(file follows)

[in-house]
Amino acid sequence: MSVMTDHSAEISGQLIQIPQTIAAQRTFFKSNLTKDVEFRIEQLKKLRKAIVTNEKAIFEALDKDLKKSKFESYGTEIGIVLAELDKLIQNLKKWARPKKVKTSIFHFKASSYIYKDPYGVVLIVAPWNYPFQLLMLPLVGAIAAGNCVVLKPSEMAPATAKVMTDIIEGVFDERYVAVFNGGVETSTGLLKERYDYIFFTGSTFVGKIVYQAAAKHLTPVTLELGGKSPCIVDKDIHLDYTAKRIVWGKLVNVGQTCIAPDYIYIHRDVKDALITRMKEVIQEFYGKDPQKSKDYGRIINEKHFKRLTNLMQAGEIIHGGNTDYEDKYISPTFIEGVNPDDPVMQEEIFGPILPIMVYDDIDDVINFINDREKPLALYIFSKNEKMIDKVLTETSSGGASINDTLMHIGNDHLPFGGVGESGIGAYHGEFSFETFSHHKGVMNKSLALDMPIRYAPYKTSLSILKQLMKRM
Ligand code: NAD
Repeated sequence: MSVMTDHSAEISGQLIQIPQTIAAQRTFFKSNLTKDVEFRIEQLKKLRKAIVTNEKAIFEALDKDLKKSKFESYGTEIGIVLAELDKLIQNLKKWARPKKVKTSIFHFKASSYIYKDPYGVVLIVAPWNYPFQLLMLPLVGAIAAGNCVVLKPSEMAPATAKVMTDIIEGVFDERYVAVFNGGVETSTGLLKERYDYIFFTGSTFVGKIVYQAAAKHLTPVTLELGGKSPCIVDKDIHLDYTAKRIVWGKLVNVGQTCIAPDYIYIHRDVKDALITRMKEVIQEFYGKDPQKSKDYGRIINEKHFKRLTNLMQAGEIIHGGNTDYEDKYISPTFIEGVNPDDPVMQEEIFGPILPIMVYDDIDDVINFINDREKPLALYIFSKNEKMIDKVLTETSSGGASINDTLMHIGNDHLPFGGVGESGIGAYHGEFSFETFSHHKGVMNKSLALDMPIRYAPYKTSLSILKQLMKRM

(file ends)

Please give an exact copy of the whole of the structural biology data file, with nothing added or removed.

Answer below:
[in-house]
Amino acid sequence: MSVMTDHSAEISGQLIQIPQTIAAQRTFFKSNLTKDVEFRIEQLKKLRKAIVTNEKAIFEALDKDLKKSKFESYGTEIGIVLAELDKLIQNLKKWARPKKVKTSIFHFKASSYIYKDPYGVVLIVAPWNYPFQLLMLPLVGAIAAGNCVVLKPSEMAPATAKVMTDIIEGVFDERYVAVFNGGVETSTGLLKERYDYIFFTGSTFVGKIVYQAAAKHLTPVTLELGGKSPCIVDKDIHLDYTAKRIVWGKLVNVGQTCIAPDYIYIHRDVKDALITRMKEVIQEFYGKDPQKSKDYGRIINEKHFKRLTNLMQAGEIIHGGNTDYEDKYISPTFIEGVNPDDPVMQEEIFGPILPIMVYDDIDDVINFINDREKPLALYIFSKNEKMIDKVLTETSSGGASINDTLMHIGNDHLPFGGVGESGIGAYHGEFSFETFSHHKGVMNKSLALDMPIRYAPYKTSLSILKQLMKRM
Ligand code: NAD
Repeated sequence: MSVMTDHSAEISGQLIQIPQTIAAQRTFFKSNLTKDVEFRIEQLKKLRKAIVTNEKAIFEALDKDLKKSKFESYGTEIGIVLAELDKLIQNLKKWARPKKVKTSIFHFKASSYIYKDPYGVVLIVAPWNYPFQLLMLPLVGAIAAGNCVVLKPSEMAPATAKVMTDIIEGVFDERYVAVFNGGVETSTGLLKERYDYIFFTGSTFVGKIVYQAAAKHLTPVTLELGGKSPCIVDKDIHLDYTAKRIVWGKLVNVGQTCIAPDYIYIHRDVKDALITRMKEVIQEFYGKDPQKSKDYGRIINEKHFKRLTNLMQAGEIIHGGNTDYEDKYISPTFIEGVNPDDPVMQEEIFGPILPIMVYDDIDDVINFINDREKPLALYIFSKNEKMIDKVLTETSSGGASINDTLMHIGNDHLPFGGVGESGIGAYHGEFSFETFSHHKGVMNKSLALDMPIRYAPYKTSLSILKQLMKRM